Previously in this series: The Contribution of Menger
It has been curious phenomenon in the history of thought that a key discovery will often be simultaneously and independently made by two thinkers. In this way was calculus developed along different lines by Newton and Leibniz, and the principles of natural selection in evolution discovered by both Darwin and Wallace. Even stranger is the case of the "Marginal Revolution" in economics. The formulation of subjective marginal utility as the basis of value theory was independently discovered by three economists: Menger, William Stanley Jevons, and Léon Walras. Compounding the strangeness are the drastically different routes taken by Menger and his fellow marginalists to the same destination. Menger's analysis, as will be discussed in future posts, was logico-philosophical and deductive. Like most of political and economic theory up to that time, he started from clear, almost self-evident insights, and reasoned out their implications. Jevons and Walras, on the other hand tried to make economics a mathematical science. Instead of carefully revealing the causal chains that lie behind economic phenomena, Jevons and Walras tried to reduce the behavior of markets to functional equations. This would ultimately prove a tragedy for the science. Had Menger swept the field alone , all economics might have developed as Austrian economics. Instead, Jevons' and Walras' admittedly pivotal roles in the Marginal Revolution set the stage for the profession's fruitless obsession with mathematics (Rothbard calls it "quantiphrenia") and the aping of physics (Hayek calls it "scientism") that continues to this day. Ever since, economists have been dutifully mining data, pursuing the chimeric ambition of evaluating their precious equations. Why do economists continue down this path that has perpetually led them astray? I believe most of them cherish the exclusivity and mystique that mathematics lends to their profession.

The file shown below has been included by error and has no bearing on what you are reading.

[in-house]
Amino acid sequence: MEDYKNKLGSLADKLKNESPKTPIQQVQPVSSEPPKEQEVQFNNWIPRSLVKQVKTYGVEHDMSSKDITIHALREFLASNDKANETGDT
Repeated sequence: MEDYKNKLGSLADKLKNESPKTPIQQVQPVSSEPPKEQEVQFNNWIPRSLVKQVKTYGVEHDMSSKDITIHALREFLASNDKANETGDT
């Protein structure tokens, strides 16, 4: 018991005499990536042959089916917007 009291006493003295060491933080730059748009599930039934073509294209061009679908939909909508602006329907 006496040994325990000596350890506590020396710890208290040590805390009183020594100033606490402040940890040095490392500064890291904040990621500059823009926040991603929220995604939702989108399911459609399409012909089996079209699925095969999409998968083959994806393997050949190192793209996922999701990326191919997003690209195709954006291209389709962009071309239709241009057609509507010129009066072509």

A churlish mathematical economist might retort that Menger (and Austrians in general) simply aren't good at or don't care for math, and that their epistemological objections are just a fog to obscure their innumeracy. Regarding later Austrians, one need only point to Rothbard himself who held a degree in mathematics, and other quant-jocks like Robert Murphy to refute that point. In his introduction to the Principles, Hayek addressed Menger in particular regarding this question:
It is a curious fact that, so far as I am aware, he has nowhere commented on the value of mathematics as a tool of economic analysis. There is no reason to assume that he lacked either the technical equipment or the inclination. On the contrary, his interest in the natural sciences is beyond doubt, and a strong bias in favour of their methods is evident throughout his work. And the fact that his brothers, particularly Anton, are known to have been intensely interested in mathematics, and that his son Karl became a noted mathematician, may probably be taken as evidence of a definite mathematical strain in the family. But although he knew later not only the work of Jevons and Walras, but also that of his compatriots Auspitz and Lieben, he does not even refer to the mathematical method in any of his writings on methodology. Must we conclude that he felt rather sceptical about its usefulness?
In my next post, I'll cover Hayek's discussion of the life of Carl Menger.
Next in this series: The Methodenstreit